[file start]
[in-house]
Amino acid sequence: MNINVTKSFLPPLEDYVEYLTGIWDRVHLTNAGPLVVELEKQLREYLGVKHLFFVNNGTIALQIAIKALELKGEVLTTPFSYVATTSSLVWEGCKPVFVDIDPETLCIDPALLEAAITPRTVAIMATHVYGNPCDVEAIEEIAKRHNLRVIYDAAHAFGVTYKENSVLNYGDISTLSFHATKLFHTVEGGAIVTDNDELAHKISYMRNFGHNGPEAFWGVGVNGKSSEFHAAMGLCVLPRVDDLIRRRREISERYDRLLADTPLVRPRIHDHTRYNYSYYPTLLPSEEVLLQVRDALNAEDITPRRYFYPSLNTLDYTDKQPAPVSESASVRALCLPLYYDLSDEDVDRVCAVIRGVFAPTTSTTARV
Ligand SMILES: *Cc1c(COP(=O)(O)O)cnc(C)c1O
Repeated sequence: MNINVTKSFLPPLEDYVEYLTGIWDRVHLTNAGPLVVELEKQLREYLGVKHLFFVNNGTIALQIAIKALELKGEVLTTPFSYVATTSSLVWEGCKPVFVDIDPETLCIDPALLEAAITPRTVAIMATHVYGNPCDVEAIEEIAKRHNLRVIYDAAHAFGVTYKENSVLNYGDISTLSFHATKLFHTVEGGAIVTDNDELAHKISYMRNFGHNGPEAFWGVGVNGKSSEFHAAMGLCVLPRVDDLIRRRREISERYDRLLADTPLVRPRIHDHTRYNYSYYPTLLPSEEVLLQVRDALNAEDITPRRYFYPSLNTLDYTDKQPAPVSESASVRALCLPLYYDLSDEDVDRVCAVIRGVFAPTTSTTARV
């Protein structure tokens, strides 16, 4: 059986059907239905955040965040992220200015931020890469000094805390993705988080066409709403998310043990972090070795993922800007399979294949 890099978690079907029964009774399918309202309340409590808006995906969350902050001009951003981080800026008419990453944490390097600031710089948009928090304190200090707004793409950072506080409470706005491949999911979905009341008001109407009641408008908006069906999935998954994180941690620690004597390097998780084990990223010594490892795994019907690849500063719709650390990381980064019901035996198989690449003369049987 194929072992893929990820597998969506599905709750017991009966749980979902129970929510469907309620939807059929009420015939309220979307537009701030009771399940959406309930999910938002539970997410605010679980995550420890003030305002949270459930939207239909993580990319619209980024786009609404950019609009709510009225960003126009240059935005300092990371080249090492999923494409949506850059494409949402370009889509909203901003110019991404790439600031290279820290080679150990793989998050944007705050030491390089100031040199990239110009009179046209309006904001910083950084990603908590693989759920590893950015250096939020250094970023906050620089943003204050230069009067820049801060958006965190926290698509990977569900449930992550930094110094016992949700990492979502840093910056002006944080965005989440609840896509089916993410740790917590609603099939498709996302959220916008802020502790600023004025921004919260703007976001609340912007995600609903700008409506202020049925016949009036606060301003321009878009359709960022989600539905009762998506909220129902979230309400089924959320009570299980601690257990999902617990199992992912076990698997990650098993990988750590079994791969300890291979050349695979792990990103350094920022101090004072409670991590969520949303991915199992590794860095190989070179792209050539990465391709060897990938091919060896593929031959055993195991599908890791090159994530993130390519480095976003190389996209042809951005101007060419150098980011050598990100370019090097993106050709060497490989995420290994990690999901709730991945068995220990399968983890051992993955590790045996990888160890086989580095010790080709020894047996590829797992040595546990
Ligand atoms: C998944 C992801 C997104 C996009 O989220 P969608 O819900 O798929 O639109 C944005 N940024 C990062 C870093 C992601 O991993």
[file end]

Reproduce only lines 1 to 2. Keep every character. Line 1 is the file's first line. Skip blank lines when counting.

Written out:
[in-house]
Amino acid sequence: MNINVTKSFLPPLEDYVEYLTGIWDRVHLTNAGPLVVELEKQLREYLGVKHLFFVNNGTIALQIAIKALELKGEVLTTPFSYVATTSSLVWEGCKPVFVDIDPETLCIDPALLEAAITPRTVAIMATHVYGNPCDVEAIEEIAKRHNLRVIYDAAHAFGVTYKENSVLNYGDISTLSFHATKLFHTVEGGAIVTDNDELAHKISYMRNFGHNGPEAFWGVGVNGKSSEFHAAMGLCVLPRVDDLIRRRREISERYDRLLADTPLVRPRIHDHTRYNYSYYPTLLPSEEVLLQVRDALNAEDITPRRYFYPSLNTLDYTDKQPAPVSESASVRALCLPLYYDLSDEDVDRVCAVIRGVFAPTTSTTARV